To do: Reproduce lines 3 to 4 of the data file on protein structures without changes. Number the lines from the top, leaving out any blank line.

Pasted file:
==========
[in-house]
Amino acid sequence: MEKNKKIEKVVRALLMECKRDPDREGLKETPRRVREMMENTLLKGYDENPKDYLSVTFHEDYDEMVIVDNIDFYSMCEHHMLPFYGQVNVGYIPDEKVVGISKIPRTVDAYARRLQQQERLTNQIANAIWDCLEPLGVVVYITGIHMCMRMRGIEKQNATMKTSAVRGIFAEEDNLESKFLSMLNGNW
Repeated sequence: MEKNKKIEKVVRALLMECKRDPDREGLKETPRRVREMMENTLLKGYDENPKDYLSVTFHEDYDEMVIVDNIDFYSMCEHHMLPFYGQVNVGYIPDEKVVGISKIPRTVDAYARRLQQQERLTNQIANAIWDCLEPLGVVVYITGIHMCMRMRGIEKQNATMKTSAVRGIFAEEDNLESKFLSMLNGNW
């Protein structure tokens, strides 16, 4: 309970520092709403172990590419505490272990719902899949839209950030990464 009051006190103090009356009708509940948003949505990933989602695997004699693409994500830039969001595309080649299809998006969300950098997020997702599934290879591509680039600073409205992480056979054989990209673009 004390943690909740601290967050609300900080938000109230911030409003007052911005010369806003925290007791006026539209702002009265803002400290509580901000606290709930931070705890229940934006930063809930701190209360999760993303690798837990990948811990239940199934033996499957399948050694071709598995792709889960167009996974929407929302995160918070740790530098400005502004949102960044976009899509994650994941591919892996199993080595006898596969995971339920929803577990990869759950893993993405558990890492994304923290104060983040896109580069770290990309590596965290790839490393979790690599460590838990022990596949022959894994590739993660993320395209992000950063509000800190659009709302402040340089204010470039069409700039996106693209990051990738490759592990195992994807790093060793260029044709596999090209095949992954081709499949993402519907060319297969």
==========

Repeated sequence: MEKNKKIEKVVRALLMECKRDPDREGLKETPRRVREMMENTLLKGYDENPKDYLSVTFHEDYDEMVIVDNIDFYSMCEHHMLPFYGQVNVGYIPDEKVVGISKIPRTVDAYARRLQQQERLTNQIANAIWDCLEPLGVVVYITGIHMCMRMRGIEKQNATMKTSAVRGIFAEEDNLESKFLSMLNGNW
């Protein structure tokens, strides 16, 4: 309970520092709403172990590419505490272990719902899949839209950030990464 009051006190103090009356009708509940948003949505990933989602695997004699693409994500830039969001595309080649299809998006969300950098997020997702599934290879591509680039600073409205992480056979054989990209673009 004390943690909740601290967050609300900080938000109230911030409003007052911005010369806003925290007791006026539209702002009265803002400290509580901000606290709930931070705890229940934006930063809930701190209360999760993303690798837990990948811990239940199934033996499957399948050694071709598995792709889960167009996974929407929302995160918070740790530098400005502004949102960044976009899509994650994941591919892996199993080595006898596969995971339920929803577990990869759950893993993405558990890492994304923290104060983040896109580069770290990309590596965290790839490393979790690599460590838990022990596949022959894994590739993660993320395209992000950063509000800190659009709302402040340089204010470039069409700039996106693209990051990738490759592990195992994807790093060793260029044709596999090209095949992954081709499949993402519907060319297969």